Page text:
The UAE mourns as Mariam Behnam, an ardent supporter, and fighter, for women’s rights passes away at the age of 94.
An true inspiration to all women of all ages and all backgrounds, Mariam Behnam, who sadly passed away Thursday (December 4) afternoon was a diplomat, author, public speaker and champion for women’s rights – all attributes that led her not only to be named as the winner of the Artist award at the Emirates Woman Woman Of The Year 2010, but also the overall winner of the prestigious event.
Mariam was born in Iran on February 25, 1921, the year of the big earthquake that hit her hometown, Bandar Lingah, making her a survivor from day one. She fled Iran in 1978, during the revolution, and briefly lived in India and Pakistan before eventually moving to Dubai, a place which she would call home for over 30 years. Ever since her arrival to the UAE she started work as a writer submitting articles to Gulf News, as well as writing several novels including the popular Zelzelah: A Woman Before Her Time – published by Motivate Publishing. The book, which translated aptly means earthquake (her nickname was Zelzelah Bibi), tells the extraordinary story of her unconventional life, starting in the 1920s with her childhood in Iran.
Ever since she was child Mariam was different, so much so that her grandmother took her to the doctors to check if anything was wrong. Of course, nothing was wrong. Mariam was an individualist, a characteristic that went on to define her.
Mariam challenged social norms, she fought for women’s rights at a time when standing up for what you believed in could have serious repercussions. She acted as a voice for the minority and and offered a symbol of hope to repressed girls and women worldwide.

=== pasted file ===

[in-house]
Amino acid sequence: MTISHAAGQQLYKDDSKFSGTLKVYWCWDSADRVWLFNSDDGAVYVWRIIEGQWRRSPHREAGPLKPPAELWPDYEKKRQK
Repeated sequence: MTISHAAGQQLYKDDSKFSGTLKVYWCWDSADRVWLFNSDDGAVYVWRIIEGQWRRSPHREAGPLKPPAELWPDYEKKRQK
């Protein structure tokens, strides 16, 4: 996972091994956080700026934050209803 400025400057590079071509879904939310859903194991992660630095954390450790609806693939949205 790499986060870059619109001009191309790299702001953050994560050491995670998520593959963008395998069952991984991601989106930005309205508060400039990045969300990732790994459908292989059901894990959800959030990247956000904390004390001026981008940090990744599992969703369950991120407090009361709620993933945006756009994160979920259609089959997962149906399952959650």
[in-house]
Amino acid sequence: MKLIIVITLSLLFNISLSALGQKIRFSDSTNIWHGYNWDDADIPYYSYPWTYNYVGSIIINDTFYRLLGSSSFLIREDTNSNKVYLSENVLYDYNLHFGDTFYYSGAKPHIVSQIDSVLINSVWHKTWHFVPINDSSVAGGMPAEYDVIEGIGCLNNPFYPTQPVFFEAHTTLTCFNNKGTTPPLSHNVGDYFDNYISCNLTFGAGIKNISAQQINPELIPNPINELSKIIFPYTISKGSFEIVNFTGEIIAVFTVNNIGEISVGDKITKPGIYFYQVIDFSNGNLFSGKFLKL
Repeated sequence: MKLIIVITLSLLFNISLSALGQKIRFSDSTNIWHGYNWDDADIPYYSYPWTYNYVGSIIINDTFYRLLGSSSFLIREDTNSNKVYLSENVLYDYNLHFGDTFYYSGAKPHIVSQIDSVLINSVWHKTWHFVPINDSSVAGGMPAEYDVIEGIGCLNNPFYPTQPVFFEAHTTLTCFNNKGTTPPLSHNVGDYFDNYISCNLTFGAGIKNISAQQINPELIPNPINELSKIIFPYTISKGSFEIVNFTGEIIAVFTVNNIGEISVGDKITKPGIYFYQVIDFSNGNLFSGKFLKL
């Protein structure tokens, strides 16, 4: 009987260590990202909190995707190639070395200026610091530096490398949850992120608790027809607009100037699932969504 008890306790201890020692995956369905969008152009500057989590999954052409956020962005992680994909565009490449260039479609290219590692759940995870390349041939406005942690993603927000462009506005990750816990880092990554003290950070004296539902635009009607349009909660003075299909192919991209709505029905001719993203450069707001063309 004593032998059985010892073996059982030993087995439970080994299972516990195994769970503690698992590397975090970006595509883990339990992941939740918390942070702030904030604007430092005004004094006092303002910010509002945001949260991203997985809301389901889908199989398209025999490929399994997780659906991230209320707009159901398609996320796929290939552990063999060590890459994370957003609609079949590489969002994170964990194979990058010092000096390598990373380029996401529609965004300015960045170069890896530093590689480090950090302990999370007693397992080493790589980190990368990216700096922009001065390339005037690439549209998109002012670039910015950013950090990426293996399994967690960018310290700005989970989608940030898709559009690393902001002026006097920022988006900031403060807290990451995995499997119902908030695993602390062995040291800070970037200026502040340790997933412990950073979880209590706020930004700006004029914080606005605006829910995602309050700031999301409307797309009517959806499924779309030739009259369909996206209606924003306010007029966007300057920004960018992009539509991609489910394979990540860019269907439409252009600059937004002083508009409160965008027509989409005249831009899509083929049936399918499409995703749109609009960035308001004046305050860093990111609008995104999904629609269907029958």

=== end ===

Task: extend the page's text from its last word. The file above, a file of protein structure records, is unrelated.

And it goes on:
A woman who broke boundaries, she was the first female to earn the post of cultural consul from the Iranian government; she was a senior advisor for the Dubai International Women’s Club; she was a motivational speaker, helping to empower women; and, as well as writing novels, she published poetry in Farsi, Urdu and English. She was a real icon for all women to look up to.
She once said in an interview with The National: “I realised what I wanted in life. I dreamt about it, I planned for it, and I spent all my effort to achieve it. The one thing I hate is wasting time. There needs to be a revolution in women’s thoughts.”
“What women say is law at home,” she added. “How can you expect to ignore them? Besides, what do men do when they sit together? They talk about women.”
While other inspiring women like Malala Yousafzai are still fighting for education for women, Mariam had been fighting for years. The author once revealed that education for girls (when she was young) ended at sixth grade. “There were no colleges for women,” she said, “but the boys went to university.”
One of our favourite, and most powerful, quotes from Mariam has to be: “Educate a man and you educate one person, but educate a woman and you educate a generation.”
Mariam was survived by her four children Eisa, Mariam, Shanaz and Shirin as well as grandchildren and great grandchildren. Shanaz, a broadcast journalist, revealed how her mother encouraged her to pursue her career, regardless of what society dictated. Speaking of how her mother also influenced others, she said: “The messages that I have been flooded with have all said, ‘We have lost a mother.’ So she wasn’t just a mother to me or to my sisters, or my children, her grandchildren, or her great grandchildren. She was a mother to many people.”
While she has been laid to rest, Mariam Behnam’s incredible legacy will live on forever. Let’s remember her the best way we can, by standing up for what we believe in, as she said: “You have to be aware of your value. Always remember that you are important.”